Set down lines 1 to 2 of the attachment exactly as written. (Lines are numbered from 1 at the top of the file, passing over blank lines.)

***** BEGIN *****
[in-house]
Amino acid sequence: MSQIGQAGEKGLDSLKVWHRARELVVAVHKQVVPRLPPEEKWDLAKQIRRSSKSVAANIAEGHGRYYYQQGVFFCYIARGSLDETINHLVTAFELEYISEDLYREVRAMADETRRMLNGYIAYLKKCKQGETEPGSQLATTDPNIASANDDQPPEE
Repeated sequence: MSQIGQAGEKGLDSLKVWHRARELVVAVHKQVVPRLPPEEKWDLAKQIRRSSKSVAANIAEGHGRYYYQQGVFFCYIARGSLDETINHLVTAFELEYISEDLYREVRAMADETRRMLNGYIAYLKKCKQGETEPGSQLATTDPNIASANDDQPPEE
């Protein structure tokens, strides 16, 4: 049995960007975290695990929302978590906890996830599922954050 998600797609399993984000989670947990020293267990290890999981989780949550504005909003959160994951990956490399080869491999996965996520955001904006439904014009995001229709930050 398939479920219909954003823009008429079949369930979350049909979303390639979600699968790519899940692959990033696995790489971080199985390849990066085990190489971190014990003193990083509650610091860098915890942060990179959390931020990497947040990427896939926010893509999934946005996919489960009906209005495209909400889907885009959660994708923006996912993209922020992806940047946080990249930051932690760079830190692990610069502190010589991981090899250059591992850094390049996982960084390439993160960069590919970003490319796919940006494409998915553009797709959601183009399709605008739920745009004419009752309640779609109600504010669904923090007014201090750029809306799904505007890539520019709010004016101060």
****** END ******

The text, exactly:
[in-house]
Amino acid sequence: MSQIGQAGEKGLDSLKVWHRARELVVAVHKQVVPRLPPEEKWDLAKQIRRSSKSVAANIAEGHGRYYYQQGVFFCYIARGSLDETINHLVTAFELEYISEDLYREVRAMADETRRMLNGYIAYLKKCKQGETEPGSQLATTDPNIASANDDQPPEE